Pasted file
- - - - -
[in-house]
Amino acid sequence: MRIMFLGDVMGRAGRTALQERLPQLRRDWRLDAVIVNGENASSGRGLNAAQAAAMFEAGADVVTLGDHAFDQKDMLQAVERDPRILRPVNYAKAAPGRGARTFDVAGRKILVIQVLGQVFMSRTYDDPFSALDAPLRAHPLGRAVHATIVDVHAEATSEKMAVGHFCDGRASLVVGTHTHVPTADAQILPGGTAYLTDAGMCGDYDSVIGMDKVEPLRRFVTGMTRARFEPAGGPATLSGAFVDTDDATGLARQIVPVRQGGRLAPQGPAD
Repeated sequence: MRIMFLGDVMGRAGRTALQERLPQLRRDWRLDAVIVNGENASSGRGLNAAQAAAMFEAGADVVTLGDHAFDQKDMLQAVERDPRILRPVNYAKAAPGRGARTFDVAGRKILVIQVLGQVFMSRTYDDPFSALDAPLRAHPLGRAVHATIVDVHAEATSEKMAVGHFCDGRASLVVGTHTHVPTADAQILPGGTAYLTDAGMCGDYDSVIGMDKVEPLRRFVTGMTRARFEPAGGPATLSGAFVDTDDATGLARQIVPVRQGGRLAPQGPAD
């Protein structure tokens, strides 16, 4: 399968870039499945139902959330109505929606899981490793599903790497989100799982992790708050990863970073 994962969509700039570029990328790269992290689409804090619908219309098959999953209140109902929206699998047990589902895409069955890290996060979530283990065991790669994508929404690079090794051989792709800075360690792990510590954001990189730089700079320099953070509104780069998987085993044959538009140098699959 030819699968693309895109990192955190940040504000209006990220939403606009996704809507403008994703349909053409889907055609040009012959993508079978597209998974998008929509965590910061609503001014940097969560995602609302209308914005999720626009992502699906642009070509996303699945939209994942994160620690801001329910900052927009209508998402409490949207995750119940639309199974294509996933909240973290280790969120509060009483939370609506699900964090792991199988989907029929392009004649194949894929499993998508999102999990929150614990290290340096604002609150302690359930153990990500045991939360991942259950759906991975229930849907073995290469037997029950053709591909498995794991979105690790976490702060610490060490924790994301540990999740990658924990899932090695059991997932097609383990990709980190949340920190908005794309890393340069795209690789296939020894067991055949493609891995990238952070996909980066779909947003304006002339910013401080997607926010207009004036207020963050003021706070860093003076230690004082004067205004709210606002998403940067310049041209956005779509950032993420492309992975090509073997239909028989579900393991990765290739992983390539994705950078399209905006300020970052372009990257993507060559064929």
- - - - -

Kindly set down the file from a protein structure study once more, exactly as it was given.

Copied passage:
[in-house]
Amino acid sequence: MRIMFLGDVMGRAGRTALQERLPQLRRDWRLDAVIVNGENASSGRGLNAAQAAAMFEAGADVVTLGDHAFDQKDMLQAVERDPRILRPVNYAKAAPGRGARTFDVAGRKILVIQVLGQVFMSRTYDDPFSALDAPLRAHPLGRAVHATIVDVHAEATSEKMAVGHFCDGRASLVVGTHTHVPTADAQILPGGTAYLTDAGMCGDYDSVIGMDKVEPLRRFVTGMTRARFEPAGGPATLSGAFVDTDDATGLARQIVPVRQGGRLAPQGPAD
Repeated sequence: MRIMFLGDVMGRAGRTALQERLPQLRRDWRLDAVIVNGENASSGRGLNAAQAAAMFEAGADVVTLGDHAFDQKDMLQAVERDPRILRPVNYAKAAPGRGARTFDVAGRKILVIQVLGQVFMSRTYDDPFSALDAPLRAHPLGRAVHATIVDVHAEATSEKMAVGHFCDGRASLVVGTHTHVPTADAQILPGGTAYLTDAGMCGDYDSVIGMDKVEPLRRFVTGMTRARFEPAGGPATLSGAFVDTDDATGLARQIVPVRQGGRLAPQGPAD
């Protein structure tokens, strides 16, 4: 399968870039499945139902959330109505929606899981490793599903790497989100799982992790708050990863970073 994962969509700039570029990328790269992290689409804090619908219309098959999953209140109902929206699998047990589902895409069955890290996060979530283990065991790669994508929404690079090794051989792709800075360690792990510590954001990189730089700079320099953070509104780069998987085993044959538009140098699959 030819699968693309895109990192955190940040504000209006990220939403606009996704809507403008994703349909053409889907055609040009012959993508079978597209998974998008929509965590910061609503001014940097969560995602609302209308914005999720626009992502699906642009070509996303699945939209994942994160620690801001329910900052927009209508998402409490949207995750119940639309199974294509996933909240973290280790969120509060009483939370609506699900964090792991199988989907029929392009004649194949894929499993998508999102999990929150614990290290340096604002609150302690359930153990990500045991939360991942259950759906991975229930849907073995290469037997029950053709591909498995794991979105690790976490702060610490060490924790994301540990999740990658924990899932090695059991997932097609383990990709980190949340920190908005794309890393340069795209690789296939020894067991055949493609891995990238952070996909980066779909947003304006002339910013401080997607926010207009004036207020963050003021706070860093003076230690004082004067205004709210606002998403940067310049041209956005779509950032993420492309992975090509073997239909028989579900393991990765290739992983390539994705950078399209905006300020970052372009990257993507060559064929």